By L. Alfred James
There are many intelligent people who believe that God exists. Whether it is for emotional reasons, intellectual reasons, or because of some experiences they’ve had, they believe that God is real. However, they remain very skeptical about whether or not God has told us very much about himself. I’ve had many conversations with people who think this way, and I’ve heard several explanations for their skepticism:
“I believe in a higher power, but I’m convinced that we can never know anything about it.”
“I believe there is a God, but I’m not comfortable just selecting one religion and saying that it’s true and all the other ones are false. I believe that God is love and that is all that we need to know.”
“I find problems with each one of the holy books of the various world religions. Thus, I don’t think this is how God has revealed himself (or herself, or itself).”
“There’s just too much confusion about religious issues. No one is really sure what is going on. So I can’t really believe that there is one single holy book that reveals the truth about God.”
This kind of thinking has also invaded the church. Research by Christian Smith has convincingly demonstrated that the vast majority of young people in evangelical churches have abandoned the historic Christian faith. Instead, they have embraced what Smith calls “moralistic therapeutic deism.” Broadly speaking, this is the belief that God exists to help us cope with life, and that he wants us to be nice, but he isn’t going to get into our personal business. He isn’t going to condemn the moral choices we make, especially our choices about sexual behavior.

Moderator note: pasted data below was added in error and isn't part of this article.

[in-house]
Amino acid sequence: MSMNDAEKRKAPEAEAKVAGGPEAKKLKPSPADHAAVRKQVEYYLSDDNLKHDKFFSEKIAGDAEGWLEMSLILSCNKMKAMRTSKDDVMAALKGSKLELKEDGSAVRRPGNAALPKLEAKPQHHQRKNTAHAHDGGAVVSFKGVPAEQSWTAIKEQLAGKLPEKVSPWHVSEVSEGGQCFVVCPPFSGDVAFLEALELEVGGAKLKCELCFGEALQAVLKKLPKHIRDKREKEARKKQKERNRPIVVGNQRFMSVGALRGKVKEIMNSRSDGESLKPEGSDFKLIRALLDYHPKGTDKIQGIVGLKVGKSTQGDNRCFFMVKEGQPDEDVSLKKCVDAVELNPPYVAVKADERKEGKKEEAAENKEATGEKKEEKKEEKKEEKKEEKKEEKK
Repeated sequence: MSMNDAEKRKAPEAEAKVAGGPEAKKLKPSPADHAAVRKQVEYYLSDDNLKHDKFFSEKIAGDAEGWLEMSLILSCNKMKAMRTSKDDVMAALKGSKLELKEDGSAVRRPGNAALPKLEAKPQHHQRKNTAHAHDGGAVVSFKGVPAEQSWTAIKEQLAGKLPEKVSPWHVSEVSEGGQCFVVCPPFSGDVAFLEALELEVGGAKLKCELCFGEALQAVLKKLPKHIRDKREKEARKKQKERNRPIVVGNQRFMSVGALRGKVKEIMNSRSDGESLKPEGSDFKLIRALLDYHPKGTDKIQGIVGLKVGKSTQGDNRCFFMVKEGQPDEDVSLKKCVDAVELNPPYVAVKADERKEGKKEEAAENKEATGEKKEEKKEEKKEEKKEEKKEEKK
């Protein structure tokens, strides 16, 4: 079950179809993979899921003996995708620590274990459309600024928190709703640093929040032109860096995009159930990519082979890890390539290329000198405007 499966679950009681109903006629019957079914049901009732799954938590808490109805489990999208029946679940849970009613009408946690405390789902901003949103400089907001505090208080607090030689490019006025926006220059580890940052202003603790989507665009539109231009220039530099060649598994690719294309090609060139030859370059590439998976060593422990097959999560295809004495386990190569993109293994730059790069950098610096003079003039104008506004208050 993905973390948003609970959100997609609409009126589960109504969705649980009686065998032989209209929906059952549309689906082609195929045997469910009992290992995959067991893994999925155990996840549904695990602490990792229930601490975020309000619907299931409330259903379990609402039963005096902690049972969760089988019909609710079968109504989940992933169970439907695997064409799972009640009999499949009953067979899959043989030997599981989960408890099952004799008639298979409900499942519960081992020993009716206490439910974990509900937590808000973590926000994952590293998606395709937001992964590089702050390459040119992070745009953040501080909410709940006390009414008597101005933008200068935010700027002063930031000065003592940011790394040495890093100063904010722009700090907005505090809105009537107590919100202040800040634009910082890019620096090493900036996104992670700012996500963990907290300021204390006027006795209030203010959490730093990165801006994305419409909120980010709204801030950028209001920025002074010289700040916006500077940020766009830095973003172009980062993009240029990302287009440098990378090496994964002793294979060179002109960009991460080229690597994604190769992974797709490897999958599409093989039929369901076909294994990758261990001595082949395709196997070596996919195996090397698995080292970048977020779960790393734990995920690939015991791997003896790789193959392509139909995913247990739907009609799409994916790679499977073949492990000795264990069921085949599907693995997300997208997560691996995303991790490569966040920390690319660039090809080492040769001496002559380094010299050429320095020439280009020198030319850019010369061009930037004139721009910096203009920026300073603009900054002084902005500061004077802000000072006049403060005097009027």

A Vague God
Whether it is the generic version, or the Christian version, the technical term for this view is deism. Deism is the belief in a generic God, a fuzzy God, an undefined, vague God who hasn’t revealed all that much about himself. The only things we supposedly know about this God are that he wants us to be kind and loving (but we have no idea what “loving” actually means) and that we don’t know much of anything about him. Indeed, the only thing we can know for sure is that we don’t know anything for sure about God. Oh, and his one single commandment: “Thou shalt be nice!”
Why is this vagueness such an essential component of contemporary deism? Because the more we know about God, the more convicted we will feel. (And, good heavens, we don’t think God would want us to feel convicted, do we?) The more we know about him, the more obligations we will become aware of. The more we know about him, the more changes we will feel that we have to make in how we live.
But we don’t want to feel obligated. We don’t want to change. We’d rather tell ourselves that we can’t know the truth about God. We’d rather say it is all vague and fuzzy and nobody really knows anything for sure.
The Real Driving Force of Vague Theology